The year 2020 has to date brought a remarkable set of events. In the coming weeks, however, we will experience another period that could shape the coming years in a decisive way. Both the second wave of the worst pandemic in a century and the federal elections in the US on November 3 (including a likely period of heavy battling in the courts that could last several weeks or even until early January) will have repercussions that will be felt for a long time and hence could define financial market trends for years.
Covid-19’s second wave in many countries has already reached worse levels in terms of the global number of infections (400’000 daily vs. about 100’000 during the April/May period), while the number of SARS-CoV-2 related deaths remains below the first peak (5’000 today vs. 10’000 in early April). With last four weeks’ steep increase in infections especially in Europe, but also in parts of the US and other areas, mobility restrictions are being reinstated in many places, with the effect of another strong disruption of the real economy. This time around however, a complete production halt in many industries should be avoided, but only time will tell whether the impact on economic growth will be contained relative to the situation in the second quarter of this year.
We had feared that a second wave could strike in fall (STGFM House View, 2.6.2020), but the current situation is morphing very rapidly into a high-risk scenario in which a stabilization of infection numbers needs to be seen shortly, otherwise another risk-off wave on financial markets must be braced for. It is striking how optimistic investors appeared to be, considering the all-time highs of US equity indices that were reached in early September while the plunge in economic activity during Q2/2020 (and possibly again in the coming two quarters) was the biggest since the Great Depression. As we had written, the stock market valuation now has reached levels (based on 2021 estimates) not seen since 2002, whereafter markets plunged by about a third to the subsequent lows. But that was in a time when 10-year Treasuries yielded around 5% p.a. – compared to today’s 0.80%.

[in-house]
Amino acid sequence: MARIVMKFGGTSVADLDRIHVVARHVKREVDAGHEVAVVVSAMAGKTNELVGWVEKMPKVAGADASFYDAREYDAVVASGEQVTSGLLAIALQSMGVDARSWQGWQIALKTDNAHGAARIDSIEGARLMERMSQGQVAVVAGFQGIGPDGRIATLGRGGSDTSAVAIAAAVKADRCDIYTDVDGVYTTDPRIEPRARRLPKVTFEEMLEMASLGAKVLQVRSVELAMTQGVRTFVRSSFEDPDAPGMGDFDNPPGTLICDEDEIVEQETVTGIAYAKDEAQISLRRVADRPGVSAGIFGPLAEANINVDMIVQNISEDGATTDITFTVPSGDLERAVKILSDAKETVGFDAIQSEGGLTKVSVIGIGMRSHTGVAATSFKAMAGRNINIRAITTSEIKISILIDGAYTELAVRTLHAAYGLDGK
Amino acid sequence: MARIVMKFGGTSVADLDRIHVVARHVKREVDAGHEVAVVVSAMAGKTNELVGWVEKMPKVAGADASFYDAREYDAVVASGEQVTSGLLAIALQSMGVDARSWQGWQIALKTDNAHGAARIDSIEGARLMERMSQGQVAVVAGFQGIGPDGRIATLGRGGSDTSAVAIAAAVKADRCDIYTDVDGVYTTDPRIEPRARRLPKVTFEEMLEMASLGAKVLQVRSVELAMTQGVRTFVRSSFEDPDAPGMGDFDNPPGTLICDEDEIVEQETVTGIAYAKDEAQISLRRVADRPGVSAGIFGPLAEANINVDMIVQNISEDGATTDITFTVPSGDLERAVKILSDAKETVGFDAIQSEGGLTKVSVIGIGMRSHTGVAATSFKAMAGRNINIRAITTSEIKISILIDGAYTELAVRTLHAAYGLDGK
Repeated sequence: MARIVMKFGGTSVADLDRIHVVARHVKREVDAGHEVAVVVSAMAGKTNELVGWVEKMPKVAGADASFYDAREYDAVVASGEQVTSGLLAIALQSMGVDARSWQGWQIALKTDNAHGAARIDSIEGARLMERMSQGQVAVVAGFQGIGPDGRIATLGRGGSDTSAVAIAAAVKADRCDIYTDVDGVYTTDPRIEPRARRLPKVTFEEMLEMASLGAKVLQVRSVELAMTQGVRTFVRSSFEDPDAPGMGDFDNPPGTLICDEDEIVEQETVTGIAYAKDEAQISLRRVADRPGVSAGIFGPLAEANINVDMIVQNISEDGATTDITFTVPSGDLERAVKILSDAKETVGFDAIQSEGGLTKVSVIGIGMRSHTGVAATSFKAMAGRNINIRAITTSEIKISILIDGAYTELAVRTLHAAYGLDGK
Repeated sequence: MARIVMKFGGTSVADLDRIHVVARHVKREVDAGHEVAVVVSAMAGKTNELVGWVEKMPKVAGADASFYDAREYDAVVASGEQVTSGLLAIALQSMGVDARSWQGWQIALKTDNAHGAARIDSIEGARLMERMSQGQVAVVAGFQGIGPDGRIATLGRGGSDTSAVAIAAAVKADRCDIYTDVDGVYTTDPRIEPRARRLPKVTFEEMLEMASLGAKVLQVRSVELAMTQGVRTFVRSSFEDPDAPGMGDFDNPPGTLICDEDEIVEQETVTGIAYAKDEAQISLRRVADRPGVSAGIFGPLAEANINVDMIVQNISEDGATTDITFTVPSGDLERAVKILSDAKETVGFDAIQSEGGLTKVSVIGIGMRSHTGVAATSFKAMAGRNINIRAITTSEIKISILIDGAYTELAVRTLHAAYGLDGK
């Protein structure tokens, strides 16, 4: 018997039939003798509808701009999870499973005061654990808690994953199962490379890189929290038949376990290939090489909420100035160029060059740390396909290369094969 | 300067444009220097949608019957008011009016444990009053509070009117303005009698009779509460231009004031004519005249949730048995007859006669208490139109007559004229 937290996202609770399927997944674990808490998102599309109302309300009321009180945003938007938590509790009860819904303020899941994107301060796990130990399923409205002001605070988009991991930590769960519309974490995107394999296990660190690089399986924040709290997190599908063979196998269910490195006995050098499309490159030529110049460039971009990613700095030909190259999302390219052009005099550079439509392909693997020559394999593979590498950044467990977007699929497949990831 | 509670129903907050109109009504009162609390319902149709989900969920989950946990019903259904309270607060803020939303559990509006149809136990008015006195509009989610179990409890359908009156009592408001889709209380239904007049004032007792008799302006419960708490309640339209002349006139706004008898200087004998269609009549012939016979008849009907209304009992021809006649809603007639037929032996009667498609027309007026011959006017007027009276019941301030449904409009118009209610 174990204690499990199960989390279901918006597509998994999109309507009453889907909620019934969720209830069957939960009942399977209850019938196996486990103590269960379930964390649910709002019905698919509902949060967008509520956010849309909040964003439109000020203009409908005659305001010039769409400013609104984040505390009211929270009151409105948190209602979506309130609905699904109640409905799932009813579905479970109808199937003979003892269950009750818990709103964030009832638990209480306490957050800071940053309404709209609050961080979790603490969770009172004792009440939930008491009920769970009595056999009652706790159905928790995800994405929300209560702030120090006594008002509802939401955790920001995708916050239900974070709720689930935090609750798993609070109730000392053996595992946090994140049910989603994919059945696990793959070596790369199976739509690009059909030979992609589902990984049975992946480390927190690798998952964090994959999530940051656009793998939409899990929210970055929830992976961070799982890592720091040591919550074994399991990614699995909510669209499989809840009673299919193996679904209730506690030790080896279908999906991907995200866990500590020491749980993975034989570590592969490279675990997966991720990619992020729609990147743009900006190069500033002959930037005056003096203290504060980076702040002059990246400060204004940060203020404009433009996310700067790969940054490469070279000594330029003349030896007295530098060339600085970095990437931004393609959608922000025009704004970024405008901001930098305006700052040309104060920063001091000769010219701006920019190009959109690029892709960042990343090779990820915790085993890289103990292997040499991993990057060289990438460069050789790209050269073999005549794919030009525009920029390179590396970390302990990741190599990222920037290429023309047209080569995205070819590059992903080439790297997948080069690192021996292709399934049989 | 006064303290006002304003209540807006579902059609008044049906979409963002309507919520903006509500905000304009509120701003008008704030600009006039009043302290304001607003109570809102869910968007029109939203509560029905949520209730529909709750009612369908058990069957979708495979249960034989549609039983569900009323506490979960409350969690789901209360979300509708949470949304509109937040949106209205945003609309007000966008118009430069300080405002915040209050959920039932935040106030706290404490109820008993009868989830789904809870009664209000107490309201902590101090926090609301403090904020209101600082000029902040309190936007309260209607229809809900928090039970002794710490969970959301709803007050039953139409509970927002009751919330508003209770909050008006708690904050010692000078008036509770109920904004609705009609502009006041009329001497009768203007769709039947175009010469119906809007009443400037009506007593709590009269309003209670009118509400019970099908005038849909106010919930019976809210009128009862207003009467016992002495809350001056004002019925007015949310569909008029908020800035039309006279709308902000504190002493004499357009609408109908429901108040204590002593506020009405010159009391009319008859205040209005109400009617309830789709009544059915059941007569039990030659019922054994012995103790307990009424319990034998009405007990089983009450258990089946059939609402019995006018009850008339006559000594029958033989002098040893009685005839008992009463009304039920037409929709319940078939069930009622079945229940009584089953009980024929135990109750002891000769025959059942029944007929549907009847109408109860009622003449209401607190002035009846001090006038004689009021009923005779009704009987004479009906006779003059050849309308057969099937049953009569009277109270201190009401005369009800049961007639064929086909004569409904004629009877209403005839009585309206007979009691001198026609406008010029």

This brings the loose monetary reins into focus, offered by the generosity of central banks worldwide. So long as the liquidity taps keep flooding, investors feel reassured of the lenders of last resort having their back, should any major shock (such as the raving pandemic) happen to weigh on the real economy. Central bank leaders around the world herald their ongoing support whilst calling for further fiscal stimulus, i.e. government expenditures. In many countries, Treasury departments are continuing to dole out support payments to the battled economies and consumers, however some programs have expired and there appears to be more reluctance to jump in again in a number of nations, among them the U.S. There, stimulus talks between the White House and the Democratic House Speaker Pelosi have stalled. With the prospect of a disinclined Senate Majority in the hands of the GOP, and the elections only days away, a bipartisan agreement looks increasingly impossible, leaving the real economy at risk of contracting heavily.